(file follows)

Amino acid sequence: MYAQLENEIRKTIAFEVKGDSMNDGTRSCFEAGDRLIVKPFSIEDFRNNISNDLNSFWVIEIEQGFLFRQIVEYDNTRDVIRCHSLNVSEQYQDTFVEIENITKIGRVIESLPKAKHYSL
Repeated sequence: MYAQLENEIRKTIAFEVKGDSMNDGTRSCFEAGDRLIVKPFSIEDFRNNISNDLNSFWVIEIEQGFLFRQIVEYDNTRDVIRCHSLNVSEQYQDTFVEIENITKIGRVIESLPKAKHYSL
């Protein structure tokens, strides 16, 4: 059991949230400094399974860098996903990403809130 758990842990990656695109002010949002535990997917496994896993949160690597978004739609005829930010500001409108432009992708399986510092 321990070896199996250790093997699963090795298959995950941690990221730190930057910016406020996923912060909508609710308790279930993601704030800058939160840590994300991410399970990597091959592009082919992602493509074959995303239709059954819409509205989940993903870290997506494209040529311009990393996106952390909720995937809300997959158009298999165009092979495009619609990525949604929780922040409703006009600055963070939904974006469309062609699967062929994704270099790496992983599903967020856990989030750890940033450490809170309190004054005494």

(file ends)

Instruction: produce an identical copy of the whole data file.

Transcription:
Amino acid sequence: MYAQLENEIRKTIAFEVKGDSMNDGTRSCFEAGDRLIVKPFSIEDFRNNISNDLNSFWVIEIEQGFLFRQIVEYDNTRDVIRCHSLNVSEQYQDTFVEIENITKIGRVIESLPKAKHYSL
Repeated sequence: MYAQLENEIRKTIAFEVKGDSMNDGTRSCFEAGDRLIVKPFSIEDFRNNISNDLNSFWVIEIEQGFLFRQIVEYDNTRDVIRCHSLNVSEQYQDTFVEIENITKIGRVIESLPKAKHYSL
């Protein structure tokens, strides 16, 4: 059991949230400094399974860098996903990403809130 758990842990990656695109002010949002535990997917496994896993949160690597978004739609005829930010500001409108432009992708399986510092 321990070896199996250790093997699963090795298959995950941690990221730190930057910016406020996923912060909508609710308790279930993601704030800058939160840590994300991410399970990597091959592009082919992602493509074959995303239709059954819409509205989940993903870290997506494209040529311009990393996106952390909720995937809300997959158009298999165009092979495009619609990525949604929780922040409703006009600055963070939904974006469309062609699967062929994704270099790496992983599903967020856990989030750890940033450490809170309190004054005494």